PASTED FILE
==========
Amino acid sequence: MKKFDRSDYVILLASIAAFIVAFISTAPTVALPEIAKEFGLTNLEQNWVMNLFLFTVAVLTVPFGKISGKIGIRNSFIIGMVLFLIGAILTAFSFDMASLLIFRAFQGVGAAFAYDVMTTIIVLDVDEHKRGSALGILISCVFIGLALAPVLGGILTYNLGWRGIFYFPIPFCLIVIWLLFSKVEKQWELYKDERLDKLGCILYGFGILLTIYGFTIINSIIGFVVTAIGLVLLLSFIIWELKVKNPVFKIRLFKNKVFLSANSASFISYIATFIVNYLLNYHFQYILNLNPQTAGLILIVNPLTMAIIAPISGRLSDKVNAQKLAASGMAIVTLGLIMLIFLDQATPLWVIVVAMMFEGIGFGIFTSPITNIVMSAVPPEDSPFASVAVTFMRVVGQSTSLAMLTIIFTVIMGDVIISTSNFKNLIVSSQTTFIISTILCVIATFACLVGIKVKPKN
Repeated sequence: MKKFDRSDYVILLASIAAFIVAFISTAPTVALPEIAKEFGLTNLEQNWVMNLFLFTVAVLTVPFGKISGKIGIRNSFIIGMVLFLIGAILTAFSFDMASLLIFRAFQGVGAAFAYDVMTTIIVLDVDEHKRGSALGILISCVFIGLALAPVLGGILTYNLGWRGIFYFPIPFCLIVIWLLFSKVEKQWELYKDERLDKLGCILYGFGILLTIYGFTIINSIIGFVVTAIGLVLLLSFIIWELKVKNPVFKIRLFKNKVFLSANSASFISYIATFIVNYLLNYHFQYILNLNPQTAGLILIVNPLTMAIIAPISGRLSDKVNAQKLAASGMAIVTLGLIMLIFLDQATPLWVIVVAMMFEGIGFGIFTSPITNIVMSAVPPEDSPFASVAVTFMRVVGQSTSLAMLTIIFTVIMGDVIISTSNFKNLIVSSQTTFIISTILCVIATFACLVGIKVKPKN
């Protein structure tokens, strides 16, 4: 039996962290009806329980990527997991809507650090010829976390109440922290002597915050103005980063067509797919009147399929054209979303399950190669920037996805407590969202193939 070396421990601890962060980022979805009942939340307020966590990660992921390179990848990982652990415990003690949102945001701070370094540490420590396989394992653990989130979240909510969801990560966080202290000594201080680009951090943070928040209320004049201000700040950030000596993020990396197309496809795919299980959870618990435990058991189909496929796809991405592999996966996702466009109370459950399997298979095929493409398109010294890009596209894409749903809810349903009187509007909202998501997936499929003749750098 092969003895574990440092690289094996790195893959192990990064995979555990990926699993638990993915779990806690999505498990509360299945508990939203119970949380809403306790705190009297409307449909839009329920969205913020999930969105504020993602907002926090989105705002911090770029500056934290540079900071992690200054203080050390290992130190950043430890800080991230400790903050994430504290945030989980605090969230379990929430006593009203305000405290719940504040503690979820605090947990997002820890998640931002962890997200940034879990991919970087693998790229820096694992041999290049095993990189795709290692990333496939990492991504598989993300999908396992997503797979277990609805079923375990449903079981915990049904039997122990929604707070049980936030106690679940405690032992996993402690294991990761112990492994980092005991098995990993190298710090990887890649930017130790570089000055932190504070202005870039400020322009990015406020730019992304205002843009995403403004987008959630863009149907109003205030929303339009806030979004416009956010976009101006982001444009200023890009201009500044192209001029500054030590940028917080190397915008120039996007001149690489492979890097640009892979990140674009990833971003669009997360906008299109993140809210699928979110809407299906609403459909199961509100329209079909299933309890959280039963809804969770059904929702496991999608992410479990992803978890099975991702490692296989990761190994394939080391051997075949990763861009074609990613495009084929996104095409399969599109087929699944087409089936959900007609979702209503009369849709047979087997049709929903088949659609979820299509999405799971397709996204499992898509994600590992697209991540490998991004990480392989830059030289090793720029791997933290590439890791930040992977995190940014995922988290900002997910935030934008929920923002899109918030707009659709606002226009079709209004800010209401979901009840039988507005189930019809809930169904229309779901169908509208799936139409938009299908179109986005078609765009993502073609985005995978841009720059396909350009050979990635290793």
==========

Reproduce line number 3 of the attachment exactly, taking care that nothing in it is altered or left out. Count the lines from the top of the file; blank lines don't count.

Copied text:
């Protein structure tokens, strides 16, 4: 039996962290009806329980990527997991809507650090010829976390109440922290002597915050103005980063067509797919009147399929054209979303399950190669920037996805407590969202193939 070396421990601890962060980022979805009942939340307020966590990660992921390179990848990982652990415990003690949102945001701070370094540490420590396989394992653990989130979240909510969801990560966080202290000594201080680009951090943070928040209320004049201000700040950030000596993020990396197309496809795919299980959870618990435990058991189909496929796809991405592999996966996702466009109370459950399997298979095929493409398109010294890009596209894409749903809810349903009187509007909202998501997936499929003749750098 092969003895574990440092690289094996790195893959192990990064995979555990990926699993638990993915779990806690999505498990509360299945508990939203119970949380809403306790705190009297409307449909839009329920969205913020999930969105504020993602907002926090989105705002911090770029500056934290540079900071992690200054203080050390290992130190950043430890800080991230400790903050994430504290945030989980605090969230379990929430006593009203305000405290719940504040503690979820605090947990997002820890998640931002962890997200940034879990991919970087693998790229820096694992041999290049095993990189795709290692990333496939990492991504598989993300999908396992997503797979277990609805079923375990449903079981915990049904039997122990929604707070049980936030106690679940405690032992996993402690294991990761112990492994980092005991098995990993190298710090990887890649930017130790570089000055932190504070202005870039400020322009990015406020730019992304205002843009995403403004987008959630863009149907109003205030929303339009806030979004416009956010976009101006982001444009200023890009201009500044192209001029500054030590940028917080190397915008120039996007001149690489492979890097640009892979990140674009990833971003669009997360906008299109993140809210699928979110809407299906609403459909199961509100329209079909299933309890959280039963809804969770059904929702496991999608992410479990992803978890099975991702490692296989990761190994394939080391051997075949990763861009074609990613495009084929996104095409399969599109087929699944087409089936959900007609979702209503009369849709047979087997049709929903088949659609979820299509999405799971397709996204499992898509994600590992697209991540490998991004990480392989830059030289090793720029791997933290590439890791930040992977995190940014995922988290900002997910935030934008929920923002899109918030707009659709606002226009079709209004800010209401979901009840039988507005189930019809809930169904229309779901169908509208799936139409938009299908179109986005078609765009993502073609985005995978841009720059396909350009050979990635290793």